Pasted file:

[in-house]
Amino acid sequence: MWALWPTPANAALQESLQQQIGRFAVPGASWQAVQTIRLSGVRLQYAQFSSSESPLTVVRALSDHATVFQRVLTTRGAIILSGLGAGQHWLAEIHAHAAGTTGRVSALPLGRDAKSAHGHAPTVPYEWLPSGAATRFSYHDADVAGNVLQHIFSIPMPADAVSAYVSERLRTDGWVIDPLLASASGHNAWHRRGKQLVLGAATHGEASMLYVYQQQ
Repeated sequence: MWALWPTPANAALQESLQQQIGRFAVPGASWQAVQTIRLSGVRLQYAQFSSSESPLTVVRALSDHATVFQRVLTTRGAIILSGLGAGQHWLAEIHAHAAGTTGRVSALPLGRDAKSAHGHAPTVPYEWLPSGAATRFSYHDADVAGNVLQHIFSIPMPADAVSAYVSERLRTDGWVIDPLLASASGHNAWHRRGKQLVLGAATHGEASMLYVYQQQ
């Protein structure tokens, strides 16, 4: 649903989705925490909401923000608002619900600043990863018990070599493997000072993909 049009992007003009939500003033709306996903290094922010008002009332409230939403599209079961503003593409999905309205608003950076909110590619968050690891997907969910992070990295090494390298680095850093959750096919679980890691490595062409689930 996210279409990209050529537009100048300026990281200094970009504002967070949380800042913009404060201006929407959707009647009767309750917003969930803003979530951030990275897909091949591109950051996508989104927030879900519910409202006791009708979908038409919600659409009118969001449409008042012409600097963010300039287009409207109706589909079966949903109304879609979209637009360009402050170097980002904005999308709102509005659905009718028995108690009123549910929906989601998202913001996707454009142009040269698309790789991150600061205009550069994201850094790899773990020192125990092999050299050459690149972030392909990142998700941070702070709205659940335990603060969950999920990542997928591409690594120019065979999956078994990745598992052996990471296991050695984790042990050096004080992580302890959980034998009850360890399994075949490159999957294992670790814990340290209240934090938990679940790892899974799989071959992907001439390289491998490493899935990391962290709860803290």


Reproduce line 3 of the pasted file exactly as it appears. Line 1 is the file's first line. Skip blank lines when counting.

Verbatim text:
Repeated sequence: MWALWPTPANAALQESLQQQIGRFAVPGASWQAVQTIRLSGVRLQYAQFSSSESPLTVVRALSDHATVFQRVLTTRGAIILSGLGAGQHWLAEIHAHAAGTTGRVSALPLGRDAKSAHGHAPTVPYEWLPSGAATRFSYHDADVAGNVLQHIFSIPMPADAVSAYVSERLRTDGWVIDPLLASASGHNAWHRRGKQLVLGAATHGEASMLYVYQQQ